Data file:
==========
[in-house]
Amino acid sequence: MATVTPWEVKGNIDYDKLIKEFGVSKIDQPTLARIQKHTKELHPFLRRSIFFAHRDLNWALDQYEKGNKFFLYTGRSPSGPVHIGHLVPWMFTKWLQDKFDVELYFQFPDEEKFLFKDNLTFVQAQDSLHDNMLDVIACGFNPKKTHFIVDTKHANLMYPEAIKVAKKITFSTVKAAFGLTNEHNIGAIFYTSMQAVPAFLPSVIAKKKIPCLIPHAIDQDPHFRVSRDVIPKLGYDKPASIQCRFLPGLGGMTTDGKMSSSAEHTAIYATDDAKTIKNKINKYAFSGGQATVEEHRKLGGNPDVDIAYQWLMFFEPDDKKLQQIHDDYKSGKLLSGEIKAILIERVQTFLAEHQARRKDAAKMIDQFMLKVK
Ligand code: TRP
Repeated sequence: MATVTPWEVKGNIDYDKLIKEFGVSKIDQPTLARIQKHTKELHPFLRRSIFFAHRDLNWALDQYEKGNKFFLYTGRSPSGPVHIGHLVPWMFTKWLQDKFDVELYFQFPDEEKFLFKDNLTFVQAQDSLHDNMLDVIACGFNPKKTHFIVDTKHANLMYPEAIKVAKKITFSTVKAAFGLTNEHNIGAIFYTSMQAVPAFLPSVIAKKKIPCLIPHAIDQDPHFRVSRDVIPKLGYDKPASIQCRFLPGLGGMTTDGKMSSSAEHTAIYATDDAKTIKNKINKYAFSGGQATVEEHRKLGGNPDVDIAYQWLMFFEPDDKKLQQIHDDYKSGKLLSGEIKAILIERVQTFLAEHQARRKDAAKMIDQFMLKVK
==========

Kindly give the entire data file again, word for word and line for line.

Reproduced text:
[in-house]
Amino acid sequence: MATVTPWEVKGNIDYDKLIKEFGVSKIDQPTLARIQKHTKELHPFLRRSIFFAHRDLNWALDQYEKGNKFFLYTGRSPSGPVHIGHLVPWMFTKWLQDKFDVELYFQFPDEEKFLFKDNLTFVQAQDSLHDNMLDVIACGFNPKKTHFIVDTKHANLMYPEAIKVAKKITFSTVKAAFGLTNEHNIGAIFYTSMQAVPAFLPSVIAKKKIPCLIPHAIDQDPHFRVSRDVIPKLGYDKPASIQCRFLPGLGGMTTDGKMSSSAEHTAIYATDDAKTIKNKINKYAFSGGQATVEEHRKLGGNPDVDIAYQWLMFFEPDDKKLQQIHDDYKSGKLLSGEIKAILIERVQTFLAEHQARRKDAAKMIDQFMLKVK
Ligand code: TRP
Repeated sequence: MATVTPWEVKGNIDYDKLIKEFGVSKIDQPTLARIQKHTKELHPFLRRSIFFAHRDLNWALDQYEKGNKFFLYTGRSPSGPVHIGHLVPWMFTKWLQDKFDVELYFQFPDEEKFLFKDNLTFVQAQDSLHDNMLDVIACGFNPKKTHFIVDTKHANLMYPEAIKVAKKITFSTVKAAFGLTNEHNIGAIFYTSMQAVPAFLPSVIAKKKIPCLIPHAIDQDPHFRVSRDVIPKLGYDKPASIQCRFLPGLGGMTTDGKMSSSAEHTAIYATDDAKTIKNKINKYAFSGGQATVEEHRKLGGNPDVDIAYQWLMFFEPDDKKLQQIHDDYKSGKLLSGEIKAILIERVQTFLAEHQARRKDAAKMIDQFMLKVK